David Wilcox April 2018
Networked City is a loose framework within which people, projects and organisations can learn how to use mapping, network building, data and technology for community and social benefit.
Over the past year we set up the Connecting Londoners group to explore how these approaches can contribute to the development of new civic infrastructure for London, at a time when funding cuts are reducing traditional support systems. Details of that exploration below.
Main content on this site - summarised below - covers:
The Networked City exploration was started by David Wilcox and Drew Mackie on behalf of the London Voluntary Service Council (LVSC), and is now being led by Matt Scott with David and Drew and a group formed following a launch event on January 10 2017.
The Way Ahead initiative, led by London Funders, LVSC and Greater London Volunteering, produced a report in April 2016 on how to reframe support for London civil society. This report proposed:
a vision and system that puts London’s communities at the heart of the way we all work. From co-producing an understanding of need and how to tackle it with our communities, through to better sharing of intelligence and data, and making sure that civil society’s voice is heard in decision-making at a strategic level, there are recommendations for us all.
The TWA initiative then set up working groups, and held a conference to develop ideas in more detail. However, they faced criticism about lack of communication and little community involvement, and community groups and networks unhappy with TWA formed Our Way Ahead to press for changes.
The main recommendation in The Way Ahead report was for a London resource hub, and in November 2017 the City Bridge Trust announced first year funding of £350,000.
David Wilcox has been a member of TWA Task and Finish groups on Data Sharing, Triage and Connect, and Co-production - for which he wrote a report. He was a member of the Hub advisory group until February 2018.
Connecting Londoners was formed from people in the Networked City exploration who wanted to put into practice ideas about mapping assets and networks, building networks and developing networked communications. We took the name from a report by consultant Steve Wyler, commissioned by LVSC, that made proposals for the Hub recommended in The Way Ahead report. We created a blog, and collaborated with Our Way Ahead on events.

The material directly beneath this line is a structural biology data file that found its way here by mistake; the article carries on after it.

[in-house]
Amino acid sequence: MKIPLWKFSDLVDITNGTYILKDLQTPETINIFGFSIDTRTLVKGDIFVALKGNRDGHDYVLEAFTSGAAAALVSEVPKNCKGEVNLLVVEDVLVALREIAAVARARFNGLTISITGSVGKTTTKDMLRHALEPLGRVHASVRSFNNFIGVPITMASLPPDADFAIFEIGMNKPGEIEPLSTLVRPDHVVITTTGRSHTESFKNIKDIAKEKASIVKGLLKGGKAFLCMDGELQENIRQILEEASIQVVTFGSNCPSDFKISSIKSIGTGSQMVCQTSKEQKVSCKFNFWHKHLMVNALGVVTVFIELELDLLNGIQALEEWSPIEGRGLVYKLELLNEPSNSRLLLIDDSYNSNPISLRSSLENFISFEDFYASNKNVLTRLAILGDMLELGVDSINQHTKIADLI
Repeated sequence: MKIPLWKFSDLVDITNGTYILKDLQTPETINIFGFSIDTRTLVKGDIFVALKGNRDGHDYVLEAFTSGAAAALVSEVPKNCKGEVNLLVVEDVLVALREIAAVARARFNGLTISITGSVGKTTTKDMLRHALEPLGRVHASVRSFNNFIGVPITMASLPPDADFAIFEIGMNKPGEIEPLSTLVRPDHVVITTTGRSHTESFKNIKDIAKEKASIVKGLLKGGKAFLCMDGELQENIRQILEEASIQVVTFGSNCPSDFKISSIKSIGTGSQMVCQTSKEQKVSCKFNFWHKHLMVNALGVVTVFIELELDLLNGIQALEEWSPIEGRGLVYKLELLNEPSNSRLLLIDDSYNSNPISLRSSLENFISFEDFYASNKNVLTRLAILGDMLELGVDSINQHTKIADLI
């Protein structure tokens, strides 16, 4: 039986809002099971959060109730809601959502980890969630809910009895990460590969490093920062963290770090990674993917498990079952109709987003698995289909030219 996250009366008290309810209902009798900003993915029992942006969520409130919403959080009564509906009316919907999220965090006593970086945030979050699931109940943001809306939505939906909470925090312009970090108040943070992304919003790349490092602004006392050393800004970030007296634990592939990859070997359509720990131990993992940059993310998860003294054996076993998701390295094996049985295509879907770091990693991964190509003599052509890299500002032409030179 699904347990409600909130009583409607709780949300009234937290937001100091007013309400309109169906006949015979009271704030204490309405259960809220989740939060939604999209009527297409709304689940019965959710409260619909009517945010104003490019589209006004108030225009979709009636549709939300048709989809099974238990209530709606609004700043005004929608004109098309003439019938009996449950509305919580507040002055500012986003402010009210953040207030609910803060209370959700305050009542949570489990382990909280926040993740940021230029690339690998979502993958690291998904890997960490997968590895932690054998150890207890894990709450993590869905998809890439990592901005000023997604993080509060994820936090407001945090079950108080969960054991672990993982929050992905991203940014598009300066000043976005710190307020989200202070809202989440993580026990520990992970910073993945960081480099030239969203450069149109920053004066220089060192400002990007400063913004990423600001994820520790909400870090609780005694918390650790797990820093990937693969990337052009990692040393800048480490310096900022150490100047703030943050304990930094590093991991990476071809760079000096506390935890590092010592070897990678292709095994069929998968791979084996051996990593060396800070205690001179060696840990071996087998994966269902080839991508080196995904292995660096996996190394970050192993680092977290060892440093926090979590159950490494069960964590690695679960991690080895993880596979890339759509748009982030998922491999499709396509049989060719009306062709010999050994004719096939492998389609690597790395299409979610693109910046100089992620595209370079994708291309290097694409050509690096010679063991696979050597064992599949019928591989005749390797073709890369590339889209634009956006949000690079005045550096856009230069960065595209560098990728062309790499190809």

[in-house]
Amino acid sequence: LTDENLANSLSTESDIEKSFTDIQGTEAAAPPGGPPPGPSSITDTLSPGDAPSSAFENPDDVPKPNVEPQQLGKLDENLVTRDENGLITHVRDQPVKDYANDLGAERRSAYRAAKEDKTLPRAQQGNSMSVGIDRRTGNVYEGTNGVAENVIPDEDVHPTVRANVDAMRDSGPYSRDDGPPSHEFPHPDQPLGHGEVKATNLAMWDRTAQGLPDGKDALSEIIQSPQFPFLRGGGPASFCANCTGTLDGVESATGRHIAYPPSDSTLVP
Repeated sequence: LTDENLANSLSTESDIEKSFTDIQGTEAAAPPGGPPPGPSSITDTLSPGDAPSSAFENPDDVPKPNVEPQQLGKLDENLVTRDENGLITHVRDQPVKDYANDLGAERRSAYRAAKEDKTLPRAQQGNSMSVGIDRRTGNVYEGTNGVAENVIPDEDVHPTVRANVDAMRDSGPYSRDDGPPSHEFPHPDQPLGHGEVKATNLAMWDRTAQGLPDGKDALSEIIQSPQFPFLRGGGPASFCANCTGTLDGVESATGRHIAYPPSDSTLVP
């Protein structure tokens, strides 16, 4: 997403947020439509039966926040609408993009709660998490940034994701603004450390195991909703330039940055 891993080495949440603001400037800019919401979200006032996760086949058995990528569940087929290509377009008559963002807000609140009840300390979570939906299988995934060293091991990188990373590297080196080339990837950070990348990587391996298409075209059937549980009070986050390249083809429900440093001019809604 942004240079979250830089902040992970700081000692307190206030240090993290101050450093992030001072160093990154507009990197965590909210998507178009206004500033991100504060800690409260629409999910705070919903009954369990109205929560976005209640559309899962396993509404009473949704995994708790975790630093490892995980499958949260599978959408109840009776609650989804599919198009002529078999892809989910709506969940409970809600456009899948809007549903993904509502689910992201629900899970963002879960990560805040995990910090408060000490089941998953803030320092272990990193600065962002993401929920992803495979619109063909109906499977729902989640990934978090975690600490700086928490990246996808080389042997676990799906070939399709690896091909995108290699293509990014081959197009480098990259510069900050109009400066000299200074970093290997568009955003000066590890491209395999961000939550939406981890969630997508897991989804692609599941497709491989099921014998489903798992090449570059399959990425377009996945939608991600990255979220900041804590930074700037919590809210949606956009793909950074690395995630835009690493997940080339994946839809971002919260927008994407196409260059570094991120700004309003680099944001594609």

Decisions have been taken in the name of communities without their involvement, poverty pervades ever deeper, inequality is rising, and lives have been lost as services fail those most vulnerable. Our vision is to ensure that grassroots communities have a meaningfully powerful agency in the response to issues that affect their lives. It is those at the level of grassroots communities, the direct burden takers, who are best placed to lead the push for change, and the OWA Planning Group seek to work in solidarity with them through the facilitation of critical dialogue and storytelling, mapping of community activity and the support of collaboration on campaigns among groups within like communities of interest.
We want to build accessible digital community platforms, research and map grassroots community activity, to facilitate collaboration, strengthen local platforms and spaces for action and build the voice of those at the grassroots level.
Our Way Ahead and Connecting Londoners have run a series of events together, and Christine Goodall of the Human Rights and Equalities network represents OWA on the Hub for London advisory group.
The main proposal in The Way Ahead report was for a new resource hub.
A London Hub, working with specialist support, should develop standardized resources where possible, which can be customized and delivered locally. The London Hub could be made up of a network of organisations or be a formally constituted body.
LVSC commissioned a report on the Hub from Steve Wyler, and an advisory group was established in November 2017 to develop details. Steve Wyler's report said:
The Hub “should act as a convenor and enabler, rather than direct deliverer, in effect delivering change through networks and platforms, rather than through traditional organisational and membership delivery methods".
In November 2017 the City Bridge Trust announced first year funding of £350,000 for the Hub, which will be run by Greater London Volunteering. LVSC has now closed - so the Hub will be the only major pan-London organisation. LVSC previous represented some 120,000 groups and organisations.
Connecting Londoners and Our Way Ahead have made the case to the Hub advisory group for extending the work of the Hub - with associated projects - to include development of local and pan-London networks. We based proposals for extending the Hub on Steve Wyler's report, and other working group reports, as well as our own work. In November 2017 we ran a “Hub game” simulation event at London Metropolitan University to play through the recommendations in the Wyler report. Following the event we proposed a Community of Practice to support extending the Hub.
The GLA is developing its own civil society strategy. OWA and Connecting Londoners have reported on developments and contributed to events.
Proposals developed with Connecting Londoners and Our Way Ahead, and presented to the advisory group for the Hub for London